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Galey v. Walters

United States District Court, S.D. Mississippi, Eastern Division

January 20, 2015

RYAN GALEY and REGINA GALEY, Plaintiffs,
v.
JASON WALTERS and DOES 1 through 10, Defendants.

OPINION AND ORDER

KEITH STARRETT, District Judge.

This matter is before the Court upon its consideration of the Plaintiffs' Response to Order to Show Cause [9]. On December 22, 2014, the Court entered its Opinion and Order [8] on the Defendant Jason Walters' Motion to Dismiss [4]. The Court found the grounds for dismissal urged by Walters not well taken and denied the motion. The Court also questioned the viability of the Plaintiffs' sole federal cause of action pursuant to its sua sponte review of the claim and the Fifth Circuit's decision in Garcia v. City of Laredo, Texas, 702 F.3d 788 (5th Cir. 2012). The Court thus ordered the Plaintiffs to show cause as to why Garcia does not mandate the dismissal of their allegations that Walters violated the Stored Communications Act ("SCA"), 18 U.S.C. §§ 2701-2712. Having considered the Plaintiffs' Response [9], the allegations of the Complaint [1], and the controlling law, the Court finds that the Plaintiffs' SCA cause of action should be dismissed without prejudice and with leave to amend.

The SCA states in pertinent part:

Except as provided in subsection (c) of this section whoever-
(1) intentionally accesses without authorization a facility through which an electronic communication service is provided; or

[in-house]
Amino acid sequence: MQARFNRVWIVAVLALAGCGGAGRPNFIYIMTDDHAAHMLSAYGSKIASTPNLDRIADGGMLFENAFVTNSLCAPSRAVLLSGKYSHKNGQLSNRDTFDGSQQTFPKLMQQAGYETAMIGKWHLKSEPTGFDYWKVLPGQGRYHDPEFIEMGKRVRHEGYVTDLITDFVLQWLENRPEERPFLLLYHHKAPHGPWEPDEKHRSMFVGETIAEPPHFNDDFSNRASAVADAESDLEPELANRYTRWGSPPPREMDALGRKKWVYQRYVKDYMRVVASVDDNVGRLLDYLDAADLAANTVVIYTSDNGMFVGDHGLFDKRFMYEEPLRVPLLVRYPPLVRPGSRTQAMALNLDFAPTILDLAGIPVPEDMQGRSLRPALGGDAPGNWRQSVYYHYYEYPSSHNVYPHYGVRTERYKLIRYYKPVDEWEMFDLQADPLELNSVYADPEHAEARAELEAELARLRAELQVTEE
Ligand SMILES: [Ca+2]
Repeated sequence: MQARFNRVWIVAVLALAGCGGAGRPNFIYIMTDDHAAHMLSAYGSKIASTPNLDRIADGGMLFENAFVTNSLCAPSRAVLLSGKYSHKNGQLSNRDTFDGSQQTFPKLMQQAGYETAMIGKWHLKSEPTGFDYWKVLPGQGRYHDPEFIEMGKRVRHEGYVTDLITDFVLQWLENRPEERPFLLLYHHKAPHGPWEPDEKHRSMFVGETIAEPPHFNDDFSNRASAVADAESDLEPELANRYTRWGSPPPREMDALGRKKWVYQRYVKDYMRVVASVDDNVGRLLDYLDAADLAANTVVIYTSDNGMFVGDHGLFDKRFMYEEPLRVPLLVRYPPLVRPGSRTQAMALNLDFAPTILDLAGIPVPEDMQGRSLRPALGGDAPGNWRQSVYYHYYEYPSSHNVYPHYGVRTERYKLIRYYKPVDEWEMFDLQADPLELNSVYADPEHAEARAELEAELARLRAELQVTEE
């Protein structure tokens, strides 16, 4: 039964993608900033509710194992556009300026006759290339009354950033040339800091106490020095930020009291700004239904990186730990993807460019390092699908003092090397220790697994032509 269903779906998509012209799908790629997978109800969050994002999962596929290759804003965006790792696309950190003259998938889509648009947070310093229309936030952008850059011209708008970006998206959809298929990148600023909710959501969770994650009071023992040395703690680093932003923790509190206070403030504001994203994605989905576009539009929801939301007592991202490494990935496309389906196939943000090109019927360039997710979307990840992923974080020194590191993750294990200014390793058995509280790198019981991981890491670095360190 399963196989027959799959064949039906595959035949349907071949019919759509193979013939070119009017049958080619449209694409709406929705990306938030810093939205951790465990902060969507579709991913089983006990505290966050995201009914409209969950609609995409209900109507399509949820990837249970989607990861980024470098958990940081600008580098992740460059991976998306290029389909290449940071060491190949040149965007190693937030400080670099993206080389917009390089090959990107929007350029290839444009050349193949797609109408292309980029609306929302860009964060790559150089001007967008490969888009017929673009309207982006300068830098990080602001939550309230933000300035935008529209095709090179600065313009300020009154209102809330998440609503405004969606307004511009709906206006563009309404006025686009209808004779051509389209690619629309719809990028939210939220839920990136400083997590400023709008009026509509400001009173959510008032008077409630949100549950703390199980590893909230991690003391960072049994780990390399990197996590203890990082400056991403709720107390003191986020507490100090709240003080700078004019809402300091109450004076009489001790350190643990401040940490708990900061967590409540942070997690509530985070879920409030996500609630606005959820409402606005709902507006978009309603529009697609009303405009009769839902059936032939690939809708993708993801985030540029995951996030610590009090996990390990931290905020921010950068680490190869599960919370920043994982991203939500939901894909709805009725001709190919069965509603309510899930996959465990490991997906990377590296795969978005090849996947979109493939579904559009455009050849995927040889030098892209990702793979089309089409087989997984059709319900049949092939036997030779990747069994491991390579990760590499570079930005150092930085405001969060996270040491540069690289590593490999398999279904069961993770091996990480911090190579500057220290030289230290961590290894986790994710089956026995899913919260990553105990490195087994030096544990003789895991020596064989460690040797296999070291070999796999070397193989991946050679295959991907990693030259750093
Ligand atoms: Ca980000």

(2) intentionally exceeds an authorization to access that facility; and thereby obtains, alters, or prevents authorized access to a wire or electronic communication while it is in electronic storage in such system shall be punished as provided in subsection (b) of this section.

18 U.S.C. § 2701(a).[1] The SCA authorizes criminal punishment and provides for private civil actions for damages. See 18 U.S.C. § 2707. Plaintiffs allege violations of § 2701(a) based on Walters intentionally obtaining private "communications and photographs that were electronically stored on Regina[ Galey's] cellular telephone, SIM [subscriber identity module] card and elsewhere" without her authorization. (Compl. [1] at ¶ 10.)

The Fifth Circuit considered a similar claim in Garcia. Fannie Garcia alleged that the defendants violated the SCA by accessing without permission text messages and photographs stored on her cell phone. See Garcia, 702 F.3d at 790. The Fifth Circuit affirmed the dismissal of Garcia's claim because "the Stored Communications Act... does not apply to data stored in a personal cell phone." Id. As an initial matter, the Fifth Circuit referenced several authorities militating against Garcia's contention that a computer or mobile device, such as her cell phone, fell within the scope of a statutory "facility":

The court [Eleventh Circuit] found that the SCA clearly applies... to information stored with a phone company, Internet Service Provider (ISP), or electronic bulletin board system, but does not, however, appear to apply to the source's hacking into Steiger's computer to download images and identifying information stored on his hard-drive....